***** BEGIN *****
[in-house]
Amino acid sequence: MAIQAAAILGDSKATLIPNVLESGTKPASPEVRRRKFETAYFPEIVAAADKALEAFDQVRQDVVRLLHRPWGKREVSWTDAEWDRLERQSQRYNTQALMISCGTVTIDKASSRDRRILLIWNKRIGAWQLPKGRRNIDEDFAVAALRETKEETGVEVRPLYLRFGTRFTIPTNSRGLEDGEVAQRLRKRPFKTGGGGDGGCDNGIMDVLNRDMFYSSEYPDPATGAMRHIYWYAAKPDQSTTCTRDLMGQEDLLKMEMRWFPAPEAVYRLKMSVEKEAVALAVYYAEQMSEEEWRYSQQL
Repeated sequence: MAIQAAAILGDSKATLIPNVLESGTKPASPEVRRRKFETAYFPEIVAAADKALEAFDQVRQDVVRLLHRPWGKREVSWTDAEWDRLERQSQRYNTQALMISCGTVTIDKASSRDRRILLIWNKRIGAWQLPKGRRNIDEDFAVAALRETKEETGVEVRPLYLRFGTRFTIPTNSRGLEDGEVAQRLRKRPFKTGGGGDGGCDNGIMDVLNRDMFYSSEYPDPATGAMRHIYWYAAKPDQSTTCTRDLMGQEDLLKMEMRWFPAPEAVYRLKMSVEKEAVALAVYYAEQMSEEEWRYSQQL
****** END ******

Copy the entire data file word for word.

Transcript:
[in-house]
Amino acid sequence: MAIQAAAILGDSKATLIPNVLESGTKPASPEVRRRKFETAYFPEIVAAADKALEAFDQVRQDVVRLLHRPWGKREVSWTDAEWDRLERQSQRYNTQALMISCGTVTIDKASSRDRRILLIWNKRIGAWQLPKGRRNIDEDFAVAALRETKEETGVEVRPLYLRFGTRFTIPTNSRGLEDGEVAQRLRKRPFKTGGGGDGGCDNGIMDVLNRDMFYSSEYPDPATGAMRHIYWYAAKPDQSTTCTRDLMGQEDLLKMEMRWFPAPEAVYRLKMSVEKEAVALAVYYAEQMSEEEWRYSQQL
Repeated sequence: MAIQAAAILGDSKATLIPNVLESGTKPASPEVRRRKFETAYFPEIVAAADKALEAFDQVRQDVVRLLHRPWGKREVSWTDAEWDRLERQSQRYNTQALMISCGTVTIDKASSRDRRILLIWNKRIGAWQLPKGRRNIDEDFAVAALRETKEETGVEVRPLYLRFGTRFTIPTNSRGLEDGEVAQRLRKRPFKTGGGGDGGCDNGIMDVLNRDMFYSSEYPDPATGAMRHIYWYAAKPDQSTTCTRDLMGQEDLLKMEMRWFPAPEAVYRLKMSVEKEAVALAVYYAEQMSEEEWRYSQQL